China's top young basketball talent Yi Jianlian has finally been given the
green light to enter the NBA, after his club agreed to release the player to the
2007 NBA Draft.
Guangdong Baomashi Club officially announced yesterday that Yi could go at
the end of the season.
"This is a great opportunity and also a test for me," said the 2.10-metre
The 19-year-old, dubbed the "next Yao Ming", was linked as an entry for the
2006 draft on two NBA draft websites, but his club would not give him
"We did not let Yi join the 2006 draft because it was not the best timing for
him," said the club's general-manager Chen Haitao. "But now he is different, he
is getting stronger mentally and physically. I think next year will be a big
chance for him, so for us, it's time to let him go."
The Chinese Basketball Association (CBA) is likely to give approval to the
move despite a rule that Chinese players are not eligible for the NBA Draft
until they turn 22.
"We always support our players in joining high-quality overseas leagues," CBA
vice-president Hu Jiashi said yesterday.
Yi, who averaged 20.5 points and 9.6 rebounds last season, has led Guangdong
to three consecutive national championships. This season the club is on top of
the standings once again, with 10 wins and one loss.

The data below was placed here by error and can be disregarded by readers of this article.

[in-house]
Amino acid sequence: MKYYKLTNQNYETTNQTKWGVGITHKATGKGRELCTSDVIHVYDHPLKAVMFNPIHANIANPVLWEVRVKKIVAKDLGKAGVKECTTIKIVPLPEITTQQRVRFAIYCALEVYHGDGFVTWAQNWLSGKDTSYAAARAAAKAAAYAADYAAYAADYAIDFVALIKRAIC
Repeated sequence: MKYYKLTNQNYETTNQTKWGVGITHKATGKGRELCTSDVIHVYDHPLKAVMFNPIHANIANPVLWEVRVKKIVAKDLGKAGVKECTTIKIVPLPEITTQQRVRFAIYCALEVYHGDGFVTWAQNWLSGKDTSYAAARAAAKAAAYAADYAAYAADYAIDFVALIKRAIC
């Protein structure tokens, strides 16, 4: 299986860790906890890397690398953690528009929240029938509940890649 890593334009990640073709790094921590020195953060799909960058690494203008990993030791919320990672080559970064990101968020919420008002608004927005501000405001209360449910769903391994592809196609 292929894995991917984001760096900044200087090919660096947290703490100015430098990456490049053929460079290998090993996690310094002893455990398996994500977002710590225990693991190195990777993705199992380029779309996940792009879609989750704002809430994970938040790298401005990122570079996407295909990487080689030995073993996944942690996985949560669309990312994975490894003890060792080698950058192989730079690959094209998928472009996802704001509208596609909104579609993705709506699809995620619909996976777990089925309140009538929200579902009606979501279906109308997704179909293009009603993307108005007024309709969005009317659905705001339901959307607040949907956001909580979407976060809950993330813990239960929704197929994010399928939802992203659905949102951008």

Yi competed at the Athens Olympic Games in 2004 and was a mainstay at the
World Championships in Japan in August.
Despite the team's limited international success, Yi is highly rated by US
scouts. Leading draft website NBADraft.net predicts the teenager will be picked
in 11th position next year in a strong draft, Meanwhile probasketball.about.com
lists him fourth spot out of 150 prospects, a place higher than NCAA superstar
Joakim Noah, who helped Florida University to the national championships this
"I am not as excited as people expect," said Yi. "It is too early to predict
my future in the NBA, because I am still improving all the time.
"For me, what I care about most now is winning another title for my club and
also getting the gold medal at the Asian Games this year."
His boss Chen said life in the NBA will be tough to start with: "I know it
will be very hard for him to win minutes on the court in his first season, but I
believe he will make tremendous progress and I am fully confident for him."
Yi is the latest Chinese basketball talent looking to follow in Yao's giant
footsteps and gain NBA stardom, but there is no guarantee of Success.
Menk Bateer and Wang Zhizhi, the other two towers in China's NBA "Great
Wall," struggled to make an impression.
Wang ended a four-year American stay earlier this year and now plies his
trade for Bayi Rockets in the CBA, while Bateer also returned home after his
stays with the San Antonio Spurs and Toronto Raptors.
"If he is going to be stuck on the bench, it would be better if he stayed at
home," Hu said.